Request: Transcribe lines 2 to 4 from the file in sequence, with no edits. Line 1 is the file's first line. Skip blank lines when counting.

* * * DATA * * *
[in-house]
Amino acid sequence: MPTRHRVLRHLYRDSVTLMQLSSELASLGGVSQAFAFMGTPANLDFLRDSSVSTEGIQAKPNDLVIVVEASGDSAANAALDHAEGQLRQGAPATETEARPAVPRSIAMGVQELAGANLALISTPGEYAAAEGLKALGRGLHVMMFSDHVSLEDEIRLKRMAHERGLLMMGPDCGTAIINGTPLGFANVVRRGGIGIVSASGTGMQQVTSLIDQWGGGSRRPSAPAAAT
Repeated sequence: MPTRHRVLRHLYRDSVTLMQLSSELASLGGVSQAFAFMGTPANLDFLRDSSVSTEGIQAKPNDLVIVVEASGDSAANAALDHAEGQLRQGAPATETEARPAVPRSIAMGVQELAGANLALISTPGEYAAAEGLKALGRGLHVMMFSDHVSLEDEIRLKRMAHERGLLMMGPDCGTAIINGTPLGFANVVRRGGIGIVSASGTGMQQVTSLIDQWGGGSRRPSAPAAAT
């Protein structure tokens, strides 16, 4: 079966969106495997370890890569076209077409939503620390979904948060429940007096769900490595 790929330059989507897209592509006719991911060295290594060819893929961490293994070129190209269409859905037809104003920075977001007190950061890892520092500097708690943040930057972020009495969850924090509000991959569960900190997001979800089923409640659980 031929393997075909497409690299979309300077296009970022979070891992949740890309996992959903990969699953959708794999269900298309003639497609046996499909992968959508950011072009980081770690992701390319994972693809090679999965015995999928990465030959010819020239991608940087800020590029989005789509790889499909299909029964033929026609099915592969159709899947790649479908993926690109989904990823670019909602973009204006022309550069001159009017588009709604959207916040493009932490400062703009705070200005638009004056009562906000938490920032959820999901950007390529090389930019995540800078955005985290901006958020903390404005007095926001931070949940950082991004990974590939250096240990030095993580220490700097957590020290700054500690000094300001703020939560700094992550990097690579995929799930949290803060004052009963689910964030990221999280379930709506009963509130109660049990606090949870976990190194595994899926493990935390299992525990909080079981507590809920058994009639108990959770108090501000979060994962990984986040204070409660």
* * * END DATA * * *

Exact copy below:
Amino acid sequence: MPTRHRVLRHLYRDSVTLMQLSSELASLGGVSQAFAFMGTPANLDFLRDSSVSTEGIQAKPNDLVIVVEASGDSAANAALDHAEGQLRQGAPATETEARPAVPRSIAMGVQELAGANLALISTPGEYAAAEGLKALGRGLHVMMFSDHVSLEDEIRLKRMAHERGLLMMGPDCGTAIINGTPLGFANVVRRGGIGIVSASGTGMQQVTSLIDQWGGGSRRPSAPAAAT
Repeated sequence: MPTRHRVLRHLYRDSVTLMQLSSELASLGGVSQAFAFMGTPANLDFLRDSSVSTEGIQAKPNDLVIVVEASGDSAANAALDHAEGQLRQGAPATETEARPAVPRSIAMGVQELAGANLALISTPGEYAAAEGLKALGRGLHVMMFSDHVSLEDEIRLKRMAHERGLLMMGPDCGTAIINGTPLGFANVVRRGGIGIVSASGTGMQQVTSLIDQWGGGSRRPSAPAAAT
């Protein structure tokens, strides 16, 4: 079966969106495997370890890569076209077409939503620390979904948060429940007096769900490595 790929330059989507897209592509006719991911060295290594060819893929961490293994070129190209269409859905037809104003920075977001007190950061890892520092500097708690943040930057972020009495969850924090509000991959569960900190997001979800089923409640659980 031929393997075909497409690299979309300077296009970022979070891992949740890309996992959903990969699953959708794999269900298309003639497609046996499909992968959508950011072009980081770690992701390319994972693809090679999965015995999928990465030959010819020239991608940087800020590029989005789509790889499909299909029964033929026609099915592969159709899947790649479908993926690109989904990823670019909602973009204006022309550069001159009017588009709604959207916040493009932490400062703009705070200005638009004056009562906000938490920032959820999901950007390529090389930019995540800078955005985290901006958020903390404005007095926001931070949940950082991004990974590939250096240990030095993580220490700097957590020290700054500690000094300001703020939560700094992550990097690579995929799930949290803060004052009963689910964030990221999280379930709506009963509130109660049990606090949870976990190194595994899926493990935390299992525990909080079981507590809920058994009639108990959770108090501000979060994962990984986040204070409660």